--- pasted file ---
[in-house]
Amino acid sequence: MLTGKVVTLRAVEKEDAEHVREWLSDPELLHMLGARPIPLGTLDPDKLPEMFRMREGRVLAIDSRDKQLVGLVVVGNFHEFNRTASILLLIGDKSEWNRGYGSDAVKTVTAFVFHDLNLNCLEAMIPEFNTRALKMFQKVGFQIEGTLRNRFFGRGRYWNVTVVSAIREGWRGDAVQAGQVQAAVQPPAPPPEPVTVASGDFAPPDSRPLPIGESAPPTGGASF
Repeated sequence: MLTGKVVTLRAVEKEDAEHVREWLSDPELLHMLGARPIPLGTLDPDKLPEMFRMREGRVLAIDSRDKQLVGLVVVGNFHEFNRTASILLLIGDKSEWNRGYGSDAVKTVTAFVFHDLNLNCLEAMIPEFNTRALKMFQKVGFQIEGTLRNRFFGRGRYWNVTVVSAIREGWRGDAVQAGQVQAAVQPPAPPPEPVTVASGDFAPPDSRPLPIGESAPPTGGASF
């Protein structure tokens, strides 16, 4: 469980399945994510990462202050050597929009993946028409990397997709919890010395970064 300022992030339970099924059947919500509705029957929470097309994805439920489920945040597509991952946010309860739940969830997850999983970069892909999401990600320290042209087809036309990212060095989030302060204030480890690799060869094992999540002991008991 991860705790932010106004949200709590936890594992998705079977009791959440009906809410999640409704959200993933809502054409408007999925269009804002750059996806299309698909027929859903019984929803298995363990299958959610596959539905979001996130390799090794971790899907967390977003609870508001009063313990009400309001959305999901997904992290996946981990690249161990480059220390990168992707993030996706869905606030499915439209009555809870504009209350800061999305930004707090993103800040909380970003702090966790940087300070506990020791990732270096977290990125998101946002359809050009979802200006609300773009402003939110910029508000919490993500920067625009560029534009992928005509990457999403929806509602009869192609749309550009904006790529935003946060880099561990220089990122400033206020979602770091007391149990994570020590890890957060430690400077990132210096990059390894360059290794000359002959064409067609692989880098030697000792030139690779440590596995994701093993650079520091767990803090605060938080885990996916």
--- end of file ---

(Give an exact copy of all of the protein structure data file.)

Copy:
[in-house]
Amino acid sequence: MLTGKVVTLRAVEKEDAEHVREWLSDPELLHMLGARPIPLGTLDPDKLPEMFRMREGRVLAIDSRDKQLVGLVVVGNFHEFNRTASILLLIGDKSEWNRGYGSDAVKTVTAFVFHDLNLNCLEAMIPEFNTRALKMFQKVGFQIEGTLRNRFFGRGRYWNVTVVSAIREGWRGDAVQAGQVQAAVQPPAPPPEPVTVASGDFAPPDSRPLPIGESAPPTGGASF
Repeated sequence: MLTGKVVTLRAVEKEDAEHVREWLSDPELLHMLGARPIPLGTLDPDKLPEMFRMREGRVLAIDSRDKQLVGLVVVGNFHEFNRTASILLLIGDKSEWNRGYGSDAVKTVTAFVFHDLNLNCLEAMIPEFNTRALKMFQKVGFQIEGTLRNRFFGRGRYWNVTVVSAIREGWRGDAVQAGQVQAAVQPPAPPPEPVTVASGDFAPPDSRPLPIGESAPPTGGASF
């Protein structure tokens, strides 16, 4: 469980399945994510990462202050050597929009993946028409990397997709919890010395970064 300022992030339970099924059947919500509705029957929470097309994805439920489920945040597509991952946010309860739940969830997850999983970069892909999401990600320290042209087809036309990212060095989030302060204030480890690799060869094992999540002991008991 991860705790932010106004949200709590936890594992998705079977009791959440009906809410999640409704959200993933809502054409408007999925269009804002750059996806299309698909027929859903019984929803298995363990299958959610596959539905979001996130390799090794971790899907967390977003609870508001009063313990009400309001959305999901997904992290996946981990690249161990480059220390990168992707993030996706869905606030499915439209009555809870504009209350800061999305930004707090993103800040909380970003702090966790940087300070506990020791990732270096977290990125998101946002359809050009979802200006609300773009402003939110910029508000919490993500920067625009560029534009992928005509990457999403929806509602009869192609749309550009904006790529935003946060880099561990220089990122400033206020979602770091007391149990994570020590890890957060430690400077990132210096990059390894360059290794000359002959064409067609692989880098030697000792030139690779440590596995994701093993650079520091767990803090605060938080885990996916």